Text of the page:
The Big Question


With the news today that Reds first baseman and 2010 NL MVP Joey Votto agreeing to a three-year, $38 million deal brings about the most obvious of questions. Why only three years?

Much will be said about this very issue over the next couple of days. I’m sure of that. Some opinions have already been unearthed.

In assessing the deal on the surface, it’s a win for the Votto camp, numbers-wise. It’s also a win for Votto’s camp lengthwise.

How’s that? All it does is cover Votto’s remaining arbitration eligible years. Should Votto elect to do so, he still holds that free agency card he can play after these three years.

But the three years buys some time for both sides. It provides both Votto and the Reds time to assess the complete situation without any perceived short-term time constraints. Three years guarantees no arbitration. Arbitration can get extremely ugly. The team will say you not worth what you think you’re worth. The ugliness can grow from there and resentment can settle in. Now, there will be no pitting one against the other.

Also, I believe Votto came out ahead in the pocket. The record for an arbitration was $10 million held by Ryan Howard. While I don’t think Votto would have gotten that this go around, he might have either next year or the last year of arbitration. Overall, Votto got more money going this route. I’m guessing at least an extra $7 million more. That may be a bit conservative, too.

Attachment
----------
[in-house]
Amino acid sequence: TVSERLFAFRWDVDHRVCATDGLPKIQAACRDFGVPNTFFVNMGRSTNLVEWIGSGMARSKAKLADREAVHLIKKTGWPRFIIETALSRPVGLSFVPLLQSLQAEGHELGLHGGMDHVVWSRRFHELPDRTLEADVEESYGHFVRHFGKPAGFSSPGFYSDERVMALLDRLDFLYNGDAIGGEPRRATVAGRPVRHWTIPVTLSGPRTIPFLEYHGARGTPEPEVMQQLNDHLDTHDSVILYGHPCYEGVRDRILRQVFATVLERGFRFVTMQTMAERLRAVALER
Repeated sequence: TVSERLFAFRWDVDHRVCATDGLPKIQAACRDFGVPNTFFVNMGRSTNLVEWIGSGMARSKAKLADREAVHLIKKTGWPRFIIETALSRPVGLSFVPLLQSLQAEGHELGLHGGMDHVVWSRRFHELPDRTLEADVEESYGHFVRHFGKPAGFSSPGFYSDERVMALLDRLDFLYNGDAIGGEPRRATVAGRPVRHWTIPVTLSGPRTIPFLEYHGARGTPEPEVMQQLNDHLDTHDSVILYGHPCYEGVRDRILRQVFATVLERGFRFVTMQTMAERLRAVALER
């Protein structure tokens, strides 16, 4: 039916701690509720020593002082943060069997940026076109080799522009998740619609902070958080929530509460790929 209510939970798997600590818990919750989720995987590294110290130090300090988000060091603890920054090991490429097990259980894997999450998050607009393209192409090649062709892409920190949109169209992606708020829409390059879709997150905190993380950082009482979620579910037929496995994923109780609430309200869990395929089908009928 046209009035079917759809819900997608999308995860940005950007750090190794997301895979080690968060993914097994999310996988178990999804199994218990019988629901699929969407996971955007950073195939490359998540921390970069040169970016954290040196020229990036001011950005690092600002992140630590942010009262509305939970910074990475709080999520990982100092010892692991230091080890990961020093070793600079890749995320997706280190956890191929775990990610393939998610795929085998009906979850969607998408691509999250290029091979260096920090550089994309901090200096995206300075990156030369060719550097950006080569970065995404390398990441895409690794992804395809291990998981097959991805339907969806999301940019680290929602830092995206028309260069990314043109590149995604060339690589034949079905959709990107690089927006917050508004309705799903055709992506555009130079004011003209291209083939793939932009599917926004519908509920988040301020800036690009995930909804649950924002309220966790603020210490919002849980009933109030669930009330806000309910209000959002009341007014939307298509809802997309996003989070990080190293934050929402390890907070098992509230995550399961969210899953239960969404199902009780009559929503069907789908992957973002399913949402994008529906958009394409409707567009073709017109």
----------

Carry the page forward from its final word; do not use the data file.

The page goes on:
But I found something while looking into a future column that struck me as peculiar. A peculiar take on this whole thing.

Michael Chung on Bleacher Report states something that may have never been considered. Keep this in mind. Chung’s post was made previous to the Votto deal being reported. Still, I don’t think it should be taken any different.

Chung is of the opinion that the main reason Votto hadn’t inked a long-term deal is because of his popularity and how he does not seek the limelight. He likes the private life. But Chung does ask this:

"Is this the underlying reason why Joey Votto has not signed a long-term deal yet? One thing for certain, he is not happy with all the attention. Cincinnatians would be wise to begin giving Votto his personal space. Once he feels comfortable, maybe he will sign long term. Of course, multi-millions of dollars could also help."

We all know that Votto is an extremely private person. I can honestly say that if I saw Votto walking down the street, I wouldn’t stop him. I do respect athletes, celebs (local or international) and their privacy. I’ve had opportunities and passed them by out of respect. Just the way I was raised, I suppose.

But one point on this. No matter where Votto ends up after these three years, he will be a man in demand. He very well won’t be able to hide as much as he once could regardless of surroundings.